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Finding the All Mighty “ONE”

Posted by: Michael Demoura | January 18, 2012 | No Comment |
By Michael de Moura
For a morning on the 21st of January and an afternoon the next day, Eddie Wood — percussionist, storyteller, actor and dancer — is teaching a weekend workshop at the Homer Council on the Arts building.  The two part workshop will focus on hand percussion, incorporating rhythms from the United States, Cuba, and Brazil or the “crazy triangle” of the western hemisphere, as Eddie calls it.

The workshop is open to anybody 15 or older, until the 18 person limit is filled.  According to Eddie Wood, his lessons are “applicable in any field.. exposure to something like this will help with timing and patterning” along with the experiential applications of music from many different ethnic origins.

Cuban Clave rhythms, Brazilian Samba and a bit more straight forward American rhythms constitute the workshop’s repertoire.  Eddie’s experience with Native Alaskan and Latin dance forms, such as the Rumba, Salsa, and Mambo, are advantageous when teaching percussion.  Alternate approaches to rhythm make his lessons all the more comprehensible.

Wood “would love the group to be able to play as one creature with many parts… all in sync”  Listening is key for any ensemble, especially when looking for “the all important ONE” otherwise known as the downbeat or the pulse.

In ancient times “you had to listen to stay alive”; by learning how to use the same senses, in a musical setting, partakers obtain a new perspective through storytelling as well as improvisational and structured percussion exercises.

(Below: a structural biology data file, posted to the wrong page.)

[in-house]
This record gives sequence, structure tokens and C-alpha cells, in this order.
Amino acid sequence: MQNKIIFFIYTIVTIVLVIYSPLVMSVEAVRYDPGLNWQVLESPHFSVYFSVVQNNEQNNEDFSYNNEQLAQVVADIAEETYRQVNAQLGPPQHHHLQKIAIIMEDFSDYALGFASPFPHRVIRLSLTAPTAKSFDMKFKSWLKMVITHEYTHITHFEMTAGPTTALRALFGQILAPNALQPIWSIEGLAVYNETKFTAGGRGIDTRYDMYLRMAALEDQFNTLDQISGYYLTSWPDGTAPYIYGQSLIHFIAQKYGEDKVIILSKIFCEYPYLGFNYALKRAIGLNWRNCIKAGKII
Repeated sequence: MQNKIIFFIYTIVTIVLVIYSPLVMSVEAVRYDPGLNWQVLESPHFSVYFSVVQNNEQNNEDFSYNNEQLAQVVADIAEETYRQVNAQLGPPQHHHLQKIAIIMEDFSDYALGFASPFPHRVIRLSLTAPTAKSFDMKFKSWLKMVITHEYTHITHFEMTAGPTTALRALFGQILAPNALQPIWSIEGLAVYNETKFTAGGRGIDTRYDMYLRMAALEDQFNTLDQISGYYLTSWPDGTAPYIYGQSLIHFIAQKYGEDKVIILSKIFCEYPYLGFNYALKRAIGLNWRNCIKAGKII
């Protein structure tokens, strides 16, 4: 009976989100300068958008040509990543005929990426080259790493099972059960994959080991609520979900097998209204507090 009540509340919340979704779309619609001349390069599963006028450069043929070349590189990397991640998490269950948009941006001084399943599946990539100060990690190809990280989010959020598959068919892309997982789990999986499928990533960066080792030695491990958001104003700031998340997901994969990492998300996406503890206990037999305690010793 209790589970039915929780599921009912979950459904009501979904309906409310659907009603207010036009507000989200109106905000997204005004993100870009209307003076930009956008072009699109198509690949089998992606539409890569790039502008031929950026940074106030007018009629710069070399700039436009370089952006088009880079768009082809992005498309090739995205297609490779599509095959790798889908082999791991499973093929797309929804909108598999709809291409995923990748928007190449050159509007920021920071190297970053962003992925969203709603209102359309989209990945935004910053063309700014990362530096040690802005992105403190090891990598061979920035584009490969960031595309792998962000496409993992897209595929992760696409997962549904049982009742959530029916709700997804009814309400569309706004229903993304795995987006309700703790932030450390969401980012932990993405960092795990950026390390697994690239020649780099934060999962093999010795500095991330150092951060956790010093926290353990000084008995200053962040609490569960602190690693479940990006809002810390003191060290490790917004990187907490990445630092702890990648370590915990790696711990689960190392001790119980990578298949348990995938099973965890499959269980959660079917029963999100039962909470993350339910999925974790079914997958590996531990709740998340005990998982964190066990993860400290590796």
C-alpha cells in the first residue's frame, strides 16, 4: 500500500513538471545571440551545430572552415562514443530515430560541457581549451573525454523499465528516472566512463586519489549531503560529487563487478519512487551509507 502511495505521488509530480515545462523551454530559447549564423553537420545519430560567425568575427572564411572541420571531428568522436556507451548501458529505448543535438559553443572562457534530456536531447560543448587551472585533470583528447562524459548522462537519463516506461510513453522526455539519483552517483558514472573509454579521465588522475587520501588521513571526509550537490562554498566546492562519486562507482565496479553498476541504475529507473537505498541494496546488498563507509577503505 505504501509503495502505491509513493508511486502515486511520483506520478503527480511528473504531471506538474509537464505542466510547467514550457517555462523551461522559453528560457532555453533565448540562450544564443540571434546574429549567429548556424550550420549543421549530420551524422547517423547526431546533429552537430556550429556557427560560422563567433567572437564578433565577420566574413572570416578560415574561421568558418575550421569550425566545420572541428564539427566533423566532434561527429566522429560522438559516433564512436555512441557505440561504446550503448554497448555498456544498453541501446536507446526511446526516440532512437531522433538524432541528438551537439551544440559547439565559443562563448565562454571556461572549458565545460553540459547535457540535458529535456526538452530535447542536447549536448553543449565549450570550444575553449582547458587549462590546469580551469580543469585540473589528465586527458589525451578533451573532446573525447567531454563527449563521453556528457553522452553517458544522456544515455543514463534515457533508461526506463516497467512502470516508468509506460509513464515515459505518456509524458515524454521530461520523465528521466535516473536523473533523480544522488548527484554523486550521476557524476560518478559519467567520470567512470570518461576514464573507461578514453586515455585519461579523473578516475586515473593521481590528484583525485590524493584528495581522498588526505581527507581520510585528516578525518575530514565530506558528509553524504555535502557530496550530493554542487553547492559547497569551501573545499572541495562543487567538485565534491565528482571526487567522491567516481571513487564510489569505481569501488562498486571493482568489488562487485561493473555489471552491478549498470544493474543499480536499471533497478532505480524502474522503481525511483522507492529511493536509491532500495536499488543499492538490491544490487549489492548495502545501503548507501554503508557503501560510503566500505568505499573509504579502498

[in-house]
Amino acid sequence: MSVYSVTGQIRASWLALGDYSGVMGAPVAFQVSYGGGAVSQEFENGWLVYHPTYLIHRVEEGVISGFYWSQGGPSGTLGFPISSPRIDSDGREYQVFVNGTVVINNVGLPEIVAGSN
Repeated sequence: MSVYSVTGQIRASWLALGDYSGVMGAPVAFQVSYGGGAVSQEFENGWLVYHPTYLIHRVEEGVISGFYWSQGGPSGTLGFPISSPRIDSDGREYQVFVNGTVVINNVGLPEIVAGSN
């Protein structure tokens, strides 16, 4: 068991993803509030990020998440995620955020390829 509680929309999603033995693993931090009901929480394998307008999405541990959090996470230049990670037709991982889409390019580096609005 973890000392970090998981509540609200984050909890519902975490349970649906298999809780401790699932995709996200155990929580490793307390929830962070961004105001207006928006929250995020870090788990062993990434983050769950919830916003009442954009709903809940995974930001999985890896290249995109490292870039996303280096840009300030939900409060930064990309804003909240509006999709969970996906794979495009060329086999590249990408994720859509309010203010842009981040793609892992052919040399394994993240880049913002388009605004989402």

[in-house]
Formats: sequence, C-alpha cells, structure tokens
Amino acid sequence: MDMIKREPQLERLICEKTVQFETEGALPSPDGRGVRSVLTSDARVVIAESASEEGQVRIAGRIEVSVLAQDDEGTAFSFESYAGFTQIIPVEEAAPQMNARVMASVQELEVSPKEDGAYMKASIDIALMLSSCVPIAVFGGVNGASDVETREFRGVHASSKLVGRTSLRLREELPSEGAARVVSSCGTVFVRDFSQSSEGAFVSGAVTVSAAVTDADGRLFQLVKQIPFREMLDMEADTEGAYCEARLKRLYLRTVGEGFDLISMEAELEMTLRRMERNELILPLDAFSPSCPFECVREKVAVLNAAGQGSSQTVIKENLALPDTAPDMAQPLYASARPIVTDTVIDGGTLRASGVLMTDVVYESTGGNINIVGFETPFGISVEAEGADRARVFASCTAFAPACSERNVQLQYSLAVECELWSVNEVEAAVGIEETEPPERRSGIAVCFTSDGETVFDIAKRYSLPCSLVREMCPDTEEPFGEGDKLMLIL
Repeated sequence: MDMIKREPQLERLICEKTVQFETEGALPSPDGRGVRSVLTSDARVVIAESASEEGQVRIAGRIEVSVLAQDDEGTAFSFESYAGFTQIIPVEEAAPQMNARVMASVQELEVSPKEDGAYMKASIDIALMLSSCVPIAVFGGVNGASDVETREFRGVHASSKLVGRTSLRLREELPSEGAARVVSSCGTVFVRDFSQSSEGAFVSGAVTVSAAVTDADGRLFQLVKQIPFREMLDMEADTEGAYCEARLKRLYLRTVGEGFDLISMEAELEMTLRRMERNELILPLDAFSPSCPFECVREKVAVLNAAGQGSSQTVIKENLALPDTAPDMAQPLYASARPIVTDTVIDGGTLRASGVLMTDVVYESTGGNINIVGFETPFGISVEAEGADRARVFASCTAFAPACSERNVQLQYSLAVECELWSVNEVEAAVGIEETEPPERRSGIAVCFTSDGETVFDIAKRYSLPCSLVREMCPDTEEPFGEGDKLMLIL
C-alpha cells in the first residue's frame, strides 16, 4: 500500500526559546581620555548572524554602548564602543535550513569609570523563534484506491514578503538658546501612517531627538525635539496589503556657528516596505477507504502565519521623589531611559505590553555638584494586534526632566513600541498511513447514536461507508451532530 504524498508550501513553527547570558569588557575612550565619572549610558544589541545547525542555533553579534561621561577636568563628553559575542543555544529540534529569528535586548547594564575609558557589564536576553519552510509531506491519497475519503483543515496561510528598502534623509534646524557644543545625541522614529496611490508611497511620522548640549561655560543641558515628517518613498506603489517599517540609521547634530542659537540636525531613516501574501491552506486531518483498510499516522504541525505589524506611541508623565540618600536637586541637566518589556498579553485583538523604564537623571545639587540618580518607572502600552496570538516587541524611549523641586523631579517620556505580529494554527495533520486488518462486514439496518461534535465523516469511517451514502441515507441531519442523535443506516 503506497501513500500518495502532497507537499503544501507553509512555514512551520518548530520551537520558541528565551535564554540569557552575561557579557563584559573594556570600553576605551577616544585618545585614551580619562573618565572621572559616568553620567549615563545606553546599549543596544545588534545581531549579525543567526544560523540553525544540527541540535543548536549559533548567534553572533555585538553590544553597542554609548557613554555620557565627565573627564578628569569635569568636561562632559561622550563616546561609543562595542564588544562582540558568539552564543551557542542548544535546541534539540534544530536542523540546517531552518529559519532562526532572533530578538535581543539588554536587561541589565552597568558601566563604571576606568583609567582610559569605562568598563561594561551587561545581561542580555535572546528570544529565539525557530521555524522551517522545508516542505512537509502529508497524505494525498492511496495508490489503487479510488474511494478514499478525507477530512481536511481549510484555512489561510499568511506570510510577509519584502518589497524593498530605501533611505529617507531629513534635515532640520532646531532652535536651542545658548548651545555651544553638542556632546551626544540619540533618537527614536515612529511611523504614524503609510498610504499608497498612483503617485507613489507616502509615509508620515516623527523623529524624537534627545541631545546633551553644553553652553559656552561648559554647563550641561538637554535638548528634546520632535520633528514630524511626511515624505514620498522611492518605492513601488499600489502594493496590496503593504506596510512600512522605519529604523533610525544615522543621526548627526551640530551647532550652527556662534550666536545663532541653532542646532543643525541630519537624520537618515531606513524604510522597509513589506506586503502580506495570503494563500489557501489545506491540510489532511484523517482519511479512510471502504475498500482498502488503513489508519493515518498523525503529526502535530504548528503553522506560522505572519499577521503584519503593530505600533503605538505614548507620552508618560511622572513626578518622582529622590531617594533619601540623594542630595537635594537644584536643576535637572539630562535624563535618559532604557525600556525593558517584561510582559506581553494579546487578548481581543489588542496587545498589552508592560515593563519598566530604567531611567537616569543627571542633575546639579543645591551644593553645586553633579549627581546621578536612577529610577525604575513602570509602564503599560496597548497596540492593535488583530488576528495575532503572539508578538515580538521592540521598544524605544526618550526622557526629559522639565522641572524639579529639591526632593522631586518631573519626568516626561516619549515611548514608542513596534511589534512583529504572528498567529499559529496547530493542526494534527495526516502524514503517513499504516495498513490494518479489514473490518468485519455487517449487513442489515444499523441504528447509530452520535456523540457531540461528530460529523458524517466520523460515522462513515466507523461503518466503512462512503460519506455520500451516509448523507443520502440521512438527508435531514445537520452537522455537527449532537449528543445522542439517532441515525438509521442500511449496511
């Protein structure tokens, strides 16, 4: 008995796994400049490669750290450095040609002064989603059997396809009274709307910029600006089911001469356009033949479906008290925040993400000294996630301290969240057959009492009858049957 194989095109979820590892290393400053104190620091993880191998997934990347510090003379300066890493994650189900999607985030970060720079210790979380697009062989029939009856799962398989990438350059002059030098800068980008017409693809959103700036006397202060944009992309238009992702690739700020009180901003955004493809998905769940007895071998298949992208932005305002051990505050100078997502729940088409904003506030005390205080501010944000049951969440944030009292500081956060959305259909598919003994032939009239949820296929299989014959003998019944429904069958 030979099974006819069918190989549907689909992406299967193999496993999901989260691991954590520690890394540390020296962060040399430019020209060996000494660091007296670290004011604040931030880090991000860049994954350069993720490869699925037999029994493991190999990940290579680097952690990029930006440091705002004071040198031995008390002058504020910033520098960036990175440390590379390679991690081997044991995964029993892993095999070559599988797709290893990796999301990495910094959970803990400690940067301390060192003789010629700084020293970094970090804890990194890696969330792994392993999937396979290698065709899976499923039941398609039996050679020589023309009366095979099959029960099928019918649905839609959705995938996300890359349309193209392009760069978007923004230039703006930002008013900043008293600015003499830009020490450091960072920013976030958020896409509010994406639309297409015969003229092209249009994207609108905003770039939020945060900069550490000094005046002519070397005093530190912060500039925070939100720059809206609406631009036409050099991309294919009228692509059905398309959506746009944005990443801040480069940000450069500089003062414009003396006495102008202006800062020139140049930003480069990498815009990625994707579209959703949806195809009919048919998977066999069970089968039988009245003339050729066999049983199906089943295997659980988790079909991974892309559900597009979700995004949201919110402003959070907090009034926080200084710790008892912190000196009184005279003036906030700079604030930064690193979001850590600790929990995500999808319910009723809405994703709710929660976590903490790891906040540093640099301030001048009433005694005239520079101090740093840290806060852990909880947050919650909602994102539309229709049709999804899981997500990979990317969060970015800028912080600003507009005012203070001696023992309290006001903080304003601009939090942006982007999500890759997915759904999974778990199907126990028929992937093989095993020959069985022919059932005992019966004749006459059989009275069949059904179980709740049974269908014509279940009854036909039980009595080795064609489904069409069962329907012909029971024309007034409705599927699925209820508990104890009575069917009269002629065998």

To work past pre-existing qualms, associated with singing and instrumental music, those who take part in the workshop are given ample time in the first day of the workshop to “get comfortable”.  Eddie Wood approaches the workshop “gently and with lots of humor” to rid participants of their insecurities, fears and uncertainties.

Once participants have attained a sense of belonging, Eddie leads the group into more complex instruments; eventually moving into mallet instruments and finally Latin hand and finger percussion, the Conga and Bongos for example.  Although drums are provided for use in the workshop, anybody who owns a drum is encouraged to bring it along.

“My life is about sound, story, and movement”

To get a taste of Eddie’s life as a drum craftsmen and performance artist, visit homerart.org for more information about admission fees and the schedule.  Call 907-235-4288, register online, or just stop into the council building to reserve a spot in the workshop.

under: Arts & Entertainment

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